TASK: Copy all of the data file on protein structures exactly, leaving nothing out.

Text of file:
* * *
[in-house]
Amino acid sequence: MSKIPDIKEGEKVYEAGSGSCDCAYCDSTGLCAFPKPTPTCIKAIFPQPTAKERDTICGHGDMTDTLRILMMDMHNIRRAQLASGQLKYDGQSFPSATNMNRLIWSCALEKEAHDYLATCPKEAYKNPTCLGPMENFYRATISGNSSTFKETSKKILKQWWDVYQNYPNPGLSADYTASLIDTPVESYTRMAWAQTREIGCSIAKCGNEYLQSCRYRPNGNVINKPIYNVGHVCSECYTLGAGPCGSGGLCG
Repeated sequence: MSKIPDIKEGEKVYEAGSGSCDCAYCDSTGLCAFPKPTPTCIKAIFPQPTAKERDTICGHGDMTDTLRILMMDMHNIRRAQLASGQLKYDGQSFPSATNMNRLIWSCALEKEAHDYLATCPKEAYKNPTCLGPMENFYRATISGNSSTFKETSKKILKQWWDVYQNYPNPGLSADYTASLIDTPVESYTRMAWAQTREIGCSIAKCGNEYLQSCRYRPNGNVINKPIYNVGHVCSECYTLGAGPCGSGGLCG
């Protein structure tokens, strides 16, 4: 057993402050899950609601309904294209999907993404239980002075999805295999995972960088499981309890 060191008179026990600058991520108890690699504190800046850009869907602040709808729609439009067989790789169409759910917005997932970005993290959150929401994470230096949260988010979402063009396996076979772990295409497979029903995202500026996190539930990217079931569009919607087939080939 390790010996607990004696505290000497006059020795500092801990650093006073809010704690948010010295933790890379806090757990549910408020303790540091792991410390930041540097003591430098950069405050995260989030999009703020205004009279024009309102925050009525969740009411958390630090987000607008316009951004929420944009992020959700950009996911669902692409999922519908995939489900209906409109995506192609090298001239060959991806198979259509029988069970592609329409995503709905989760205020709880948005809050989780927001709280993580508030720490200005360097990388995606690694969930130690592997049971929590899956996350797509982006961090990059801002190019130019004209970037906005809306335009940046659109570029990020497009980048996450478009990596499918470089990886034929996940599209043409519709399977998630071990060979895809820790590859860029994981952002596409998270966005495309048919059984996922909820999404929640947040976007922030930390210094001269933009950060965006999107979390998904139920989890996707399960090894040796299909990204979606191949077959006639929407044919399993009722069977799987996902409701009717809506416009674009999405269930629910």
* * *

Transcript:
[in-house]
Amino acid sequence: MSKIPDIKEGEKVYEAGSGSCDCAYCDSTGLCAFPKPTPTCIKAIFPQPTAKERDTICGHGDMTDTLRILMMDMHNIRRAQLASGQLKYDGQSFPSATNMNRLIWSCALEKEAHDYLATCPKEAYKNPTCLGPMENFYRATISGNSSTFKETSKKILKQWWDVYQNYPNPGLSADYTASLIDTPVESYTRMAWAQTREIGCSIAKCGNEYLQSCRYRPNGNVINKPIYNVGHVCSECYTLGAGPCGSGGLCG
Repeated sequence: MSKIPDIKEGEKVYEAGSGSCDCAYCDSTGLCAFPKPTPTCIKAIFPQPTAKERDTICGHGDMTDTLRILMMDMHNIRRAQLASGQLKYDGQSFPSATNMNRLIWSCALEKEAHDYLATCPKEAYKNPTCLGPMENFYRATISGNSSTFKETSKKILKQWWDVYQNYPNPGLSADYTASLIDTPVESYTRMAWAQTREIGCSIAKCGNEYLQSCRYRPNGNVINKPIYNVGHVCSECYTLGAGPCGSGGLCG
């Protein structure tokens, strides 16, 4: 057993402050899950609601309904294209999907993404239980002075999805295999995972960088499981309890 060191008179026990600058991520108890690699504190800046850009869907602040709808729609439009067989790789169409759910917005997932970005993290959150929401994470230096949260988010979402063009396996076979772990295409497979029903995202500026996190539930990217079931569009919607087939080939 390790010996607990004696505290000497006059020795500092801990650093006073809010704690948010010295933790890379806090757990549910408020303790540091792991410390930041540097003591430098950069405050995260989030999009703020205004009279024009309102925050009525969740009411958390630090987000607008316009951004929420944009992020959700950009996911669902692409999922519908995939489900209906409109995506192609090298001239060959991806198979259509029988069970592609329409995503709905989760205020709880948005809050989780927001709280993580508030720490200005360097990388995606690694969930130690592997049971929590899956996350797509982006961090990059801002190019130019004209970037906005809306335009940046659109570029990020497009980048996450478009990596499918470089990886034929996940599209043409519709399977998630071990060979895809820790590859860029994981952002596409998270966005495309048919059984996922909820999404929640947040976007922030930390210094001269933009950060965006999107979390998904139920989890996707399960090894040796299909990204979606191949077959006639929407044919399993009722069977799987996902409701009717809506416009674009999405269930629910």